Why NCLB is better than Common Core

Working with state education officials, Senator Margaret Dayton led the charge against No Child Left Behind when it was introduced over a decade ago. She knew it was bad policy and spelled trouble for Utah.

I asked Senator Margaret Dayton to look at what I posted yesterday, along with Terryl Warner’s email (state board member) and Senator Dayton said both my article and Terryl’s comments are accurate. This is a real challenge to address. However, Sen. Dayton gave me some additional information showing that under No Child Left Behind, Utah now has a tool to give us greater flexibility and not be bound by some of the controls it implements.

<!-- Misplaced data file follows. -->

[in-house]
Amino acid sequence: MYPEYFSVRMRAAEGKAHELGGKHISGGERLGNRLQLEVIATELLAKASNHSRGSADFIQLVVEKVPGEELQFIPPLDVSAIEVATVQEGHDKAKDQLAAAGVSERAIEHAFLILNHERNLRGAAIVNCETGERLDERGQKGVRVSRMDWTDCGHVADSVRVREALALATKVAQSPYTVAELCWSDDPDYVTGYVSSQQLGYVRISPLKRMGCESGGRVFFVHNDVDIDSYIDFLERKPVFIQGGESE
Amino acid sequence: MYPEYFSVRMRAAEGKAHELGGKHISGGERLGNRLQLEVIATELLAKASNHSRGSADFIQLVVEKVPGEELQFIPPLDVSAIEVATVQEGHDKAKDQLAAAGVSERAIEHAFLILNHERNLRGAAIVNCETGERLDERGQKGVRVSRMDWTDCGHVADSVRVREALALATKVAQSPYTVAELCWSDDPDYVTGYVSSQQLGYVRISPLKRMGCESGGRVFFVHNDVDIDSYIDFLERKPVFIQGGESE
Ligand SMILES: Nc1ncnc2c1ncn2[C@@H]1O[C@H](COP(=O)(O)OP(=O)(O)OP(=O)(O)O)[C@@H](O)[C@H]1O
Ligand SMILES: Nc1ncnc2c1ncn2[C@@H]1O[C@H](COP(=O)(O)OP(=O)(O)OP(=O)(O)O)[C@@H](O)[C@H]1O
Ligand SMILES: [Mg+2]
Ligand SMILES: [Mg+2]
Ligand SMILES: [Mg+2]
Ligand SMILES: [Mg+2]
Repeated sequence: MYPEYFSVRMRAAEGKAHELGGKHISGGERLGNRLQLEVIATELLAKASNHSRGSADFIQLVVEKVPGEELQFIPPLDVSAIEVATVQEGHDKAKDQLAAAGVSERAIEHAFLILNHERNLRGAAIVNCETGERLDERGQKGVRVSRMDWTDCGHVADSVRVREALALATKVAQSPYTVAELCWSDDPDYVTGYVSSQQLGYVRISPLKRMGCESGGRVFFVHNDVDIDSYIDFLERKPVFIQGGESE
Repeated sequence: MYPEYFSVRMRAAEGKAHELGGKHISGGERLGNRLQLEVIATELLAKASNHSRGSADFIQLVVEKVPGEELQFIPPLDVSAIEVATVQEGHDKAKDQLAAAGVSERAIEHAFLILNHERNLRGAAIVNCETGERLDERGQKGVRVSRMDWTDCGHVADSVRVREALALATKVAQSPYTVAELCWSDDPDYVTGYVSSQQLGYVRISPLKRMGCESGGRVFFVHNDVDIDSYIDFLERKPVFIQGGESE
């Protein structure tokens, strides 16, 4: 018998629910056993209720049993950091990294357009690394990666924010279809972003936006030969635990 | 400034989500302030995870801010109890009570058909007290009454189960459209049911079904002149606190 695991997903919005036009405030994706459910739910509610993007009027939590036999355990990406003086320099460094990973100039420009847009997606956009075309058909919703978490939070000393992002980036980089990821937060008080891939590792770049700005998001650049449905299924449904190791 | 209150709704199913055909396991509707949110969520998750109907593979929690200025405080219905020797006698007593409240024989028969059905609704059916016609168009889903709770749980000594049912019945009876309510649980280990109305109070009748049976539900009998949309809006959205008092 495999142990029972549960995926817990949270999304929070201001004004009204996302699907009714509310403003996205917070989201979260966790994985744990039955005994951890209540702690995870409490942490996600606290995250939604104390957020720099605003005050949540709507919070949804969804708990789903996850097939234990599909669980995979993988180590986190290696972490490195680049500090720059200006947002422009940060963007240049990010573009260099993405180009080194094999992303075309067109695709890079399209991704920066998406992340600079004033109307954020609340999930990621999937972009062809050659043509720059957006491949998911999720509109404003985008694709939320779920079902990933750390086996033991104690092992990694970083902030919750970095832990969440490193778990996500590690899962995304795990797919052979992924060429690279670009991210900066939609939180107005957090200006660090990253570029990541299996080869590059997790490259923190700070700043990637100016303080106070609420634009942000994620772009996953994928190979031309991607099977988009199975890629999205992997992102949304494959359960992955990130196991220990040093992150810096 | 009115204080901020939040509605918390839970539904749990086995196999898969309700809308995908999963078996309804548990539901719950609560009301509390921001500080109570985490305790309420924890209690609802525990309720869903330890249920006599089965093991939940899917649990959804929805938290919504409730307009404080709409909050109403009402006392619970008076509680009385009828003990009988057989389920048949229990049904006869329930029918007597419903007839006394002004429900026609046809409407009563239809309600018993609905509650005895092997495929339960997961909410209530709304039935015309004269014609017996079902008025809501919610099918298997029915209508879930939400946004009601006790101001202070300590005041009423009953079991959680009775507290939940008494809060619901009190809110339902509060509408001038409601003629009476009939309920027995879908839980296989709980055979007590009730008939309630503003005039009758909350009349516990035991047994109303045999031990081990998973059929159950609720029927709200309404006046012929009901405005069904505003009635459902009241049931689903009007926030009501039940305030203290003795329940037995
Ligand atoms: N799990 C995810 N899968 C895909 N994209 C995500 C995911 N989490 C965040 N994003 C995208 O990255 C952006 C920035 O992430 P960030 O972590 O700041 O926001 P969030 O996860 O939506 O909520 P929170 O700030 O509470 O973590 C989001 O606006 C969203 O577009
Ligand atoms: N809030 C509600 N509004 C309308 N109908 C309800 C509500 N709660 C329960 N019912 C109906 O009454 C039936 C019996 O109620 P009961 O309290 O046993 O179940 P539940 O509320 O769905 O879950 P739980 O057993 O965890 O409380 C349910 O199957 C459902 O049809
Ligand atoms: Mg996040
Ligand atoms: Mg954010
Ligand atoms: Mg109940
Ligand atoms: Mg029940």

Sidebar: Initially the state legislature was in favor of repealing NCLB in Utah. Then the feds threatened to take away our education funding, AND other non-education related federal funding. It was extortion and the legislature folded.

According to the Utah State Office of Education reports, we get anywhere from 8 to 12% of our education funding from the feds. According to Sen. Dayton, that comparatively small piece of money lets the feds set 90% of school policy. To learn the origin of “strings attached” in this manner, buy a copy of the small book, The Leipzig Connection. You’ll get an eye-opening account of how organizations like Carnegie and Rockefeller foundations wanted to change education policy and would donate small amounts, IF the receiving organization would just use it in certain ways…